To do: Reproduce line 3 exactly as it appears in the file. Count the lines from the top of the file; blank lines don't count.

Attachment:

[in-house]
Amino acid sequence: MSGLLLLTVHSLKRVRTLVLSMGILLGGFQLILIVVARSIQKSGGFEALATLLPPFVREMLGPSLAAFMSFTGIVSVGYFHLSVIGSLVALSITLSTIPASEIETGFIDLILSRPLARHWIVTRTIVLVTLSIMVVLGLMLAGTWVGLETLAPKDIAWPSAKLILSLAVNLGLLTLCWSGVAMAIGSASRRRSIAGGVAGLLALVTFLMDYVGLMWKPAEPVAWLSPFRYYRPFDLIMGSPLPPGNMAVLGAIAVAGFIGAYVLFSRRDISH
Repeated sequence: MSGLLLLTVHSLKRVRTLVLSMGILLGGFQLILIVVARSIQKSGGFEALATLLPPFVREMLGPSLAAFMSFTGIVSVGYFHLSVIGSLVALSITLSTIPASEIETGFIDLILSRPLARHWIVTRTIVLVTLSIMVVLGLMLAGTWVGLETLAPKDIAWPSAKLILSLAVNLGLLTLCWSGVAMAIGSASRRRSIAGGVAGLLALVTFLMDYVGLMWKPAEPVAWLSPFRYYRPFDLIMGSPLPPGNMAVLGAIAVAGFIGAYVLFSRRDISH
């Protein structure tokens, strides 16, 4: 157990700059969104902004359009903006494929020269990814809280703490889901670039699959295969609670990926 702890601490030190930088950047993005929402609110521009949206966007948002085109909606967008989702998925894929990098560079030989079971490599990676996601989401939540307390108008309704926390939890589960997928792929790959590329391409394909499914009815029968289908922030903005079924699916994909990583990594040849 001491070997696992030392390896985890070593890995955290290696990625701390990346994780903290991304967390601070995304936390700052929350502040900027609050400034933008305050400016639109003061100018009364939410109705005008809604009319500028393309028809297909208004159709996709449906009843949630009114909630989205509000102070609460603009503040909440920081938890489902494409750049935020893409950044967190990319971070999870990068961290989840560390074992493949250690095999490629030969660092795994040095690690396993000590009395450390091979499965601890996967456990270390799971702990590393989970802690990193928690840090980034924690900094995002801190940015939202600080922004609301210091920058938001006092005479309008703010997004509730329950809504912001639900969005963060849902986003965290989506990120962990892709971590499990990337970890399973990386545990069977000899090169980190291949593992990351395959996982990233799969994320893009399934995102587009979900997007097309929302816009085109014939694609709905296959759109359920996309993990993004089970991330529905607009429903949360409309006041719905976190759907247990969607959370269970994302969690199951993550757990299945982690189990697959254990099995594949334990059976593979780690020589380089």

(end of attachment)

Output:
Repeated sequence: MSGLLLLTVHSLKRVRTLVLSMGILLGGFQLILIVVARSIQKSGGFEALATLLPPFVREMLGPSLAAFMSFTGIVSVGYFHLSVIGSLVALSITLSTIPASEIETGFIDLILSRPLARHWIVTRTIVLVTLSIMVVLGLMLAGTWVGLETLAPKDIAWPSAKLILSLAVNLGLLTLCWSGVAMAIGSASRRRSIAGGVAGLLALVTFLMDYVGLMWKPAEPVAWLSPFRYYRPFDLIMGSPLPPGNMAVLGAIAVAGFIGAYVLFSRRDISH